Silver(I) oxide produced by reacting lithium hydroxide with a very dilute silver nitrate solution
Silver oxide can be prepared by combining aqueous solutions of silver nitrate and an alkali hydroxide. This reaction does not afford appreciable amounts of silver hydroxide due to the favorable energetics for the following reaction:
US patent 20050050990 describes the preparation of Ag2O with properties suitable for use as a fine grained conductive paste filler.
Structure and properties
Ag2O features linear, two-coordinate Ag centers linked by tetrahedral oxides. It is isostructural with Cu2O. It "dissolves" in solvents that degrade it. It is slightly soluble in water due to the formation of the ion Ag(OH)2− and possibly related hydrolysis products. It dissolves in ammonia solution to give soluble derivatives.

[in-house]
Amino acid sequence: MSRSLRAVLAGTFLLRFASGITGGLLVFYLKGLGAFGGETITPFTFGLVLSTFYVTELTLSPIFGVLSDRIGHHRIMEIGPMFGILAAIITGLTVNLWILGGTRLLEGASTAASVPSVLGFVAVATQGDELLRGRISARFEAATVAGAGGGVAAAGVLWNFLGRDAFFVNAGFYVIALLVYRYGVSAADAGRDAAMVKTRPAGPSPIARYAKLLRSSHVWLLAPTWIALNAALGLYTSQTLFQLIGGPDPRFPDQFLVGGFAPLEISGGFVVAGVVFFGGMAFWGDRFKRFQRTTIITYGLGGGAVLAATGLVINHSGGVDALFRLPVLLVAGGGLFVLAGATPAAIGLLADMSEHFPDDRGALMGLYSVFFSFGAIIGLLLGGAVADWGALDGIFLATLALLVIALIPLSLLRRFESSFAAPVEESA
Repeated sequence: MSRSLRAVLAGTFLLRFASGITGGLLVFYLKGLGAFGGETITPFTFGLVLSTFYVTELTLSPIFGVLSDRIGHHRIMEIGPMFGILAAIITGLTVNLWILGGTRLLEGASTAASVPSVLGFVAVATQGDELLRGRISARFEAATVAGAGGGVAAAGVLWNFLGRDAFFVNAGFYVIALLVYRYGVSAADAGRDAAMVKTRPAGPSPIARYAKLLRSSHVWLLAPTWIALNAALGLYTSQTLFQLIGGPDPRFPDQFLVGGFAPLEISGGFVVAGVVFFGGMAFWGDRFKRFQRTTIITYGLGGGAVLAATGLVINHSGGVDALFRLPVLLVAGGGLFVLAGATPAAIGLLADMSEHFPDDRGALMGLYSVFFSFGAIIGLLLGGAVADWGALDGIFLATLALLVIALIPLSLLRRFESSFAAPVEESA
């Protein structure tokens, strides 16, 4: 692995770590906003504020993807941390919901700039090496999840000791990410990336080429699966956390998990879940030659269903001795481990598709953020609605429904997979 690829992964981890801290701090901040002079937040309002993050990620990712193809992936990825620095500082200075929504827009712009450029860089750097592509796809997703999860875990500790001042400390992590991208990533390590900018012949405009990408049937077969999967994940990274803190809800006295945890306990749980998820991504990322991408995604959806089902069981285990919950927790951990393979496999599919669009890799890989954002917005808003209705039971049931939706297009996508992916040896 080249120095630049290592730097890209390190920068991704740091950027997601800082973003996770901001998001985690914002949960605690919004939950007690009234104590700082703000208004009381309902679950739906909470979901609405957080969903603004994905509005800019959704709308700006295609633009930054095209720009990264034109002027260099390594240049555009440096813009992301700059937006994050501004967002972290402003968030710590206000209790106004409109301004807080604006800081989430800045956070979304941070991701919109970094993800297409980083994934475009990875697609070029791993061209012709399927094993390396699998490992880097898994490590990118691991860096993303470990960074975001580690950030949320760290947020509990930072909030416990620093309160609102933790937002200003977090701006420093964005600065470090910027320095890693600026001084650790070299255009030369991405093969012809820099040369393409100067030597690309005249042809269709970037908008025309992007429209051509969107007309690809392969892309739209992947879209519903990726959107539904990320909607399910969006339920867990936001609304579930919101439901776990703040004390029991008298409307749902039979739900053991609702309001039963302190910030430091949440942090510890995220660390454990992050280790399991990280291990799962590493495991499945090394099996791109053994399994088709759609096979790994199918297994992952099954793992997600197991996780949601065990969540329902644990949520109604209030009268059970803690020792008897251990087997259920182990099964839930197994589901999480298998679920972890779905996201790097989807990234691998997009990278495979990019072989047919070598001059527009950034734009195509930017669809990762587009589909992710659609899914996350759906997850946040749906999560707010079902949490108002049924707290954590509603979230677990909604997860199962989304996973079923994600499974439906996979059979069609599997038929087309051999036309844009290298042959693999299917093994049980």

A slurry of Ag2O is readily attacked by acids:
Like many silver compounds, silver oxide is photosensitive. It also decomposes at temperatures above 280 °C.
This oxide is used in silver-oxide battery. In organic chemistry, silver oxide is used as a mild oxidizing agent. For example, it oxidizes aldehydes to carboxylic acids. Such reactions often work best when the silver oxide is prepared in situ from silver nitrate and alkali hydroxide.
^Holleman, A. F.; Wiberg, E. "Inorganic Chemistry" Academic Press: San Diego, 2001. ISBN0-12-352651-5.
^Biedermann, George; Sillén, Lars Gunnar (1960). "Studies on the Hydrolysis of Metal Ions. Part 30. A Critical Survey of the Solubility Equilibria of Ag2O". Acta Chemica Scandinavica. 13: 717. doi:10.3891/acta.chem.scand.14-0717.